I continue to receive emails and comments about this topic, the bitter taste some people experience after eating pine nuts. Today I finally had a chance to ask colleague Harold McGee what he’s discovered about the syndrome and he responded that it’s pretty much the same information as I’ve posted here. He wrote about it on his blog in September; you can find it here. I’m still compiling a list of sources for domestic and European pine nuts, so check back in a few days. And as always, if you have sources please let me know so I can include.

Shortly after Seasonal Pantry was published in yesterday’s paper, the responses began to arrive in my Mail inbox.

Guess where pine nuts come from

In the column, “Odd Bitter Flavor’s Origin: Pine Nuts,” I describe a persistent bitter taste in my mouth that seemed to appear out of nowhere and lingered long enough for me to consider all sorts of terrifying explanations. Eventually, it just went away and I didn’t think of it again, not until I began the column on pine nuts. As I searched my iMac for anything I may have written and forgotten, I came across an email from a reader describing a similar experience and asking if I might know what was up. She was able to connect the bitterness with some pine nuts she had eaten and so I set out to research it. Bingo!

It seems we were not alone in our experience. There is a huge amount of information on line about what people are calling pine mouth and pine nut mouth. But even more telling to me is the number of reader responses I’ve gotten, each with a similar story.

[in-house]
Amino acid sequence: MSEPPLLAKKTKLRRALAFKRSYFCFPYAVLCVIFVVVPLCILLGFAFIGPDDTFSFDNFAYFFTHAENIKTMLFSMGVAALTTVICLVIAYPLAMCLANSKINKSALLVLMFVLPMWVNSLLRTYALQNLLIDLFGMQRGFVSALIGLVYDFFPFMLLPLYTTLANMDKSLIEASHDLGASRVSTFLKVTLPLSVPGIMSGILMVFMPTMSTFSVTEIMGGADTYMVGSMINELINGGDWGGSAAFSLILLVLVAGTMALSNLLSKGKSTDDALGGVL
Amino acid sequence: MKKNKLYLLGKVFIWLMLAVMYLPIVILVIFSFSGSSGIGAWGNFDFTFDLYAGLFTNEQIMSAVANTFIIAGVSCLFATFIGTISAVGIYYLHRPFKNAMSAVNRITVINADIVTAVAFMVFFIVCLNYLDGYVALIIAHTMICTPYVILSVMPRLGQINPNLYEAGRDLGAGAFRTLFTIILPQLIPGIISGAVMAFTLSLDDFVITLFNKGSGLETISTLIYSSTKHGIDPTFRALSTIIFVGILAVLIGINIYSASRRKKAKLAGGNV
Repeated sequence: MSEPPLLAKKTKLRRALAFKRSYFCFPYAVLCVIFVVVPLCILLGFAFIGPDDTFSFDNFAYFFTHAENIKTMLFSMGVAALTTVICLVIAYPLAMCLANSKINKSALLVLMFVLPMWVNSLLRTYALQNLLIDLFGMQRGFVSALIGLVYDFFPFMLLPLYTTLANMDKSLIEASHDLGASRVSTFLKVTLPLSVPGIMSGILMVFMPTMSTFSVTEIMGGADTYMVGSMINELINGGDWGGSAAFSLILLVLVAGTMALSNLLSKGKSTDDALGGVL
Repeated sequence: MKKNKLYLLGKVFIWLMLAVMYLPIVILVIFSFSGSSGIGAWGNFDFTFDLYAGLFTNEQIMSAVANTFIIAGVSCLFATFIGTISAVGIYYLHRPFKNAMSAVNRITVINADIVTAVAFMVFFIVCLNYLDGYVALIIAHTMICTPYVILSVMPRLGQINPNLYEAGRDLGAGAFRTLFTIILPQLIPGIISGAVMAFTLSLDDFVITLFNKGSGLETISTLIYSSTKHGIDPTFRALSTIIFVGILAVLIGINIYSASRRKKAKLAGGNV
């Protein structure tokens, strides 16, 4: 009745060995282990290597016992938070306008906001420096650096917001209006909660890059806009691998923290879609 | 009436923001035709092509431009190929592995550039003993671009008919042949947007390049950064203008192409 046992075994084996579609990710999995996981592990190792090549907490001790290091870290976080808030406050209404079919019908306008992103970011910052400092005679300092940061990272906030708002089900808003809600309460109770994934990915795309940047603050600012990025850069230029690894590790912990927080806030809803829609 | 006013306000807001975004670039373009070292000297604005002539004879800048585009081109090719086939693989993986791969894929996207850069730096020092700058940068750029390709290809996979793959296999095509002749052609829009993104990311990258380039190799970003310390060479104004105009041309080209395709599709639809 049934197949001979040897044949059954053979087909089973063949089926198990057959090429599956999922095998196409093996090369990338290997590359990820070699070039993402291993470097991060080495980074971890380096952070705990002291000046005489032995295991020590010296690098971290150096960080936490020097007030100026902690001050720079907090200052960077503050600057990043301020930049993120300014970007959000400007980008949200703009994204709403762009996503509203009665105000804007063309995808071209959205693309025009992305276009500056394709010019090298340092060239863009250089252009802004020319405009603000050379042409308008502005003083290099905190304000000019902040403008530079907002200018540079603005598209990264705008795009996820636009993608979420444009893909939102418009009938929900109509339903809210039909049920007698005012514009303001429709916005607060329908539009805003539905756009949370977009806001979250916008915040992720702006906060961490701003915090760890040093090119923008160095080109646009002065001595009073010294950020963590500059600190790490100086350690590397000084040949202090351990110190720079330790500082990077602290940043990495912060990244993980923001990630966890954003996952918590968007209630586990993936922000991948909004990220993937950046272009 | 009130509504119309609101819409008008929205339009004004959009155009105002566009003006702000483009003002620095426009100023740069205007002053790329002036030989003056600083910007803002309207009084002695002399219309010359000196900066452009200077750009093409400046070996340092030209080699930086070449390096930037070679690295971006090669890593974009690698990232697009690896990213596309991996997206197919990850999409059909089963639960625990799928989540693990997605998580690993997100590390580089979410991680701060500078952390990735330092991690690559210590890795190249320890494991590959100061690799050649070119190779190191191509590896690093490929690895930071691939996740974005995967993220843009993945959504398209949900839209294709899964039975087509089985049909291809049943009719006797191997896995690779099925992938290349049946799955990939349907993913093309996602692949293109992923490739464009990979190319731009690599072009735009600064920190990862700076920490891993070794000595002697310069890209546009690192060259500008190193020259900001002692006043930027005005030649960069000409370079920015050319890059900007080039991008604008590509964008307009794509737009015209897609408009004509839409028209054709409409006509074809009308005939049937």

I’ve asked those readers to post their comments here. If you’ve had the problem, please tell us about it. Also, if you know of a local bricks-and-mortar store that is selling North American pine nuts, please let us know. There are a few on line sources but I am looking for more. Once I have gathered a number of options, I’ll list them in a new post. In the meantime, here’s one I’ve found that looks pretty good, though I have not yet contacted them: Penny’s Pine Nuts.

Pine nuts are often lightly toasted before they are used in a specific dish

In case you have not read the column, here’s a quick summary. A bitter taste appears a day or two after eating pine nuts and so if you’re not thinking about it, you may not associate the problem with its cause. The annoying taste may last for a few days or several weeks and then simply vanishes on its own. Some people find the taste influences everything they eat but one person suffering from it said he found bold spicy foods and cold beer were unaffected. That makes intuitive sense to me. The source of the problem seems to be Chinese pine nuts; Chinese producers combine traditionally-used varieties of pine nuts with pine nuts from trees not typically used for food.

If you do not suffer from this problem or if you’ve found a domestic source for pine nuts, you’ll enjoy the recipes that accompanied yesterdays column:

Lebanese Inspired Chicken with Chickpeas, Yogurt, Pomegranate & Pine Nuts

Mixed Green Salad Inspired by the Greek Isles